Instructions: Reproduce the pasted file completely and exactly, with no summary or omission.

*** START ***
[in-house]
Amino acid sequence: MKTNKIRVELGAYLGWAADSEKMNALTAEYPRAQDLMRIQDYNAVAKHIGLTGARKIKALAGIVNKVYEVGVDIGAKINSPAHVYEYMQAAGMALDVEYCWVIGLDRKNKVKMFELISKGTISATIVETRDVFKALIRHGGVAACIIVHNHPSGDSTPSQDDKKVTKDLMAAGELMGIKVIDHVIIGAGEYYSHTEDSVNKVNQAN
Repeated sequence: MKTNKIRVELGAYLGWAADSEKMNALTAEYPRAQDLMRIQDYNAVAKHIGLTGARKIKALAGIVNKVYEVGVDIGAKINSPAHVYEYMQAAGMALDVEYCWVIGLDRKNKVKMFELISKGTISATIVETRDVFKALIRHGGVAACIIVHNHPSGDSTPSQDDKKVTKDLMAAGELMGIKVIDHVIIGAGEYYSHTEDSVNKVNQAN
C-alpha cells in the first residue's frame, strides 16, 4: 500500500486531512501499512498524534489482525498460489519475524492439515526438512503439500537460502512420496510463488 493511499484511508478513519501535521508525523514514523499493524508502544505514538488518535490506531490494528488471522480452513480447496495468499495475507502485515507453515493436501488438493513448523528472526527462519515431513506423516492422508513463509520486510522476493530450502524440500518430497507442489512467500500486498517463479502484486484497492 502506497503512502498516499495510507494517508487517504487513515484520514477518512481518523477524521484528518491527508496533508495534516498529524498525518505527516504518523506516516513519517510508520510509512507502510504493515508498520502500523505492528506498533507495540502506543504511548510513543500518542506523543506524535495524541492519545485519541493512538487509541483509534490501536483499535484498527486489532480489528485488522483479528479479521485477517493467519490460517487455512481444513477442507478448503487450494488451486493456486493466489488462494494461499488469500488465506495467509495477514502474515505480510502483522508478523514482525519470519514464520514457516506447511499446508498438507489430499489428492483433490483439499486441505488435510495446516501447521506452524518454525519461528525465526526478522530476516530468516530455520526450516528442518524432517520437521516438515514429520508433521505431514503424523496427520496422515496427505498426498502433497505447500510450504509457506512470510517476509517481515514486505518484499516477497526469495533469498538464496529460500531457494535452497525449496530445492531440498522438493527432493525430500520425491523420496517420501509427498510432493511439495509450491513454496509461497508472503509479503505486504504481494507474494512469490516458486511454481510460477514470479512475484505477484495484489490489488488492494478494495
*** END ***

[in-house]
Amino acid sequence: MKTNKIRVELGAYLGWAADSEKMNALTAEYPRAQDLMRIQDYNAVAKHIGLTGARKIKALAGIVNKVYEVGVDIGAKINSPAHVYEYMQAAGMALDVEYCWVIGLDRKNKVKMFELISKGTISATIVETRDVFKALIRHGGVAACIIVHNHPSGDSTPSQDDKKVTKDLMAAGELMGIKVIDHVIIGAGEYYSHTEDSVNKVNQAN
Repeated sequence: MKTNKIRVELGAYLGWAADSEKMNALTAEYPRAQDLMRIQDYNAVAKHIGLTGARKIKALAGIVNKVYEVGVDIGAKINSPAHVYEYMQAAGMALDVEYCWVIGLDRKNKVKMFELISKGTISATIVETRDVFKALIRHGGVAACIIVHNHPSGDSTPSQDDKKVTKDLMAAGELMGIKVIDHVIIGAGEYYSHTEDSVNKVNQAN
C-alpha cells in the first residue's frame, strides 16, 4: 500500500486531512501499512498524534489482525498460489519475524492439515526438512503439500537460502512420496510463488 493511499484511508478513519501535521508525523514514523499493524508502544505514538488518535490506531490494528488471522480452513480447496495468499495475507502485515507453515493436501488438493513448523528472526527462519515431513506423516492422508513463509520486510522476493530450502524440500518430497507442489512467500500486498517463479502484486484497492 502506497503512502498516499495510507494517508487517504487513515484520514477518512481518523477524521484528518491527508496533508495534516498529524498525518505527516504518523506516516513519517510508520510509512507502510504493515508498520502500523505492528506498533507495540502506543504511548510513543500518542506523543506524535495524541492519545485519541493512538487509541483509534490501536483499535484498527486489532480489528485488522483479528479479521485477517493467519490460517487455512481444513477442507478448503487450494488451486493456486493466489488462494494461499488469500488465506495467509495477514502474515505480510502483522508478523514482525519470519514464520514457516506447511499446508498438507489430499489428492483433490483439499486441505488435510495446516501447521506452524518454525519461528525465526526478522530476516530468516530455520526450516528442518524432517520437521516438515514429520508433521505431514503424523496427520496422515496427505498426498502433497505447500510450504509457506512470510517476509517481515514486505518484499516477497526469495533469498538464496529460500531457494535452497525449496530445492531440498522438493527432493525430500520425491523420496517420501509427498510432493511439495509450491513454496509461497508472503509479503505486504504481494507474494512469490516458486511454481510460477514470479512475484505477484495484489490489488488492494478494495